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Given the function $f: \frac{\mathbb Z}{mn\mathbb Z} \rightarrow \frac{\mathbb Z}{m\mathbb Z} \times \frac{\mathbb Z}{n\mathbb Z}$ defined by $f([a]_{mn}) = ([a]_m, [a]_n)$.

I must:

Show that $f$ is well-defined.

Show that if $m=6$ and $n=10$ that $f$ is neither injective nor surjective.

Show in general that if $m,n$ have a common divisor $d>1$, then $f$ is neither injective nor surjective.

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Good. What have you done to work towards that goal? – Alex Youcis Apr 13 '12 at 5:27
Sorry, I am a bit confused by the initial ordered pair notation given in the function. I am not sure how to proceed given that. – Dominick Gerard Apr 13 '12 at 5:29
The codomain of $f$ is the Cartesian product of two sets. The elements of a Cartesian product are ordered pairs, the first component coming from the first set in the product, the second from the second. So $([a]_m,[a]_n)$ just means the ordered pair where the first entry is the class of the integer $a$ in ${\bf Z}/m{\bf Z}$ and the second entry is the class of $a$ in ${\bf Z}/n{\bf Z}$. Does that explain the ordered pair notation? – Gerry Myerson Apr 13 '12 at 5:34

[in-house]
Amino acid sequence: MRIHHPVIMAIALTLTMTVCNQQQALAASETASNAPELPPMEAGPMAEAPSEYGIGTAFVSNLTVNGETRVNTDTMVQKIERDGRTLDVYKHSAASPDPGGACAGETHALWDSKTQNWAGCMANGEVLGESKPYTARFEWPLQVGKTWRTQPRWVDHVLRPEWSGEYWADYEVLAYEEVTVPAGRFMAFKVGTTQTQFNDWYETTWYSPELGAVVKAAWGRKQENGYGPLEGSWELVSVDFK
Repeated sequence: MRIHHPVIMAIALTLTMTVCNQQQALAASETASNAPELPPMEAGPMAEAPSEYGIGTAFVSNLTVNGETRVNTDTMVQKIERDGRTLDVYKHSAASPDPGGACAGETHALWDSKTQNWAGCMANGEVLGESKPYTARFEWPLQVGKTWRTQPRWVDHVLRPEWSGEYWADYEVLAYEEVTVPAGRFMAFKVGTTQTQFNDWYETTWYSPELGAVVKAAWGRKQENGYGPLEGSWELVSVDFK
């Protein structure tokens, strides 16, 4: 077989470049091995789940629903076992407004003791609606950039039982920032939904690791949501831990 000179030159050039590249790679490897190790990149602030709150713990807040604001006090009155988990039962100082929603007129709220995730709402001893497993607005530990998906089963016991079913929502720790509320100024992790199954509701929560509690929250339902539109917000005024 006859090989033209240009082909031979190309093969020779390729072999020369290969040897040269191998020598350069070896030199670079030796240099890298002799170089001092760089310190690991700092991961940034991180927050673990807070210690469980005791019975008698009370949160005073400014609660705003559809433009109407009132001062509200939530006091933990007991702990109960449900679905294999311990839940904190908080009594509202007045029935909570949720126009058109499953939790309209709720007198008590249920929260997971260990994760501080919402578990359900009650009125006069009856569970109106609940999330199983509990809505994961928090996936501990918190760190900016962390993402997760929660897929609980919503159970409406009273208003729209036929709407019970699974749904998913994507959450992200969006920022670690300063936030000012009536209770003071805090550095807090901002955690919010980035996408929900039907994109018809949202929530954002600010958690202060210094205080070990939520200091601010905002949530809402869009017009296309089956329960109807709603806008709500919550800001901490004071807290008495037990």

yes, thank you very much – Dominick Gerard Apr 13 '12 at 5:43
this is famous exercise in abstract algebra – Babak Miraftab Apr 13 '12 at 6:58
up vote 1 down vote accepted

If $[a]_{mn}=[b]_{mn}$ then $mn\ |\ b-a$ so in particular $m | b-a$ and $n|b-a$. Thus the map $f$ is well-defined. Now, if $m=6$ and $n=10$ then $f(30)=0$ but $30\not\equiv 0(mod 60)$ hence $f$ is not injective. On the other hand, since both groups have the same size a function is injective if and only if is surjective. Therefore, $f$ is not surjective too. Using the same idea we can handle the general case.

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This is what is known as giving a man a fish. – Gerry Myerson Apr 13 '12 at 5:41

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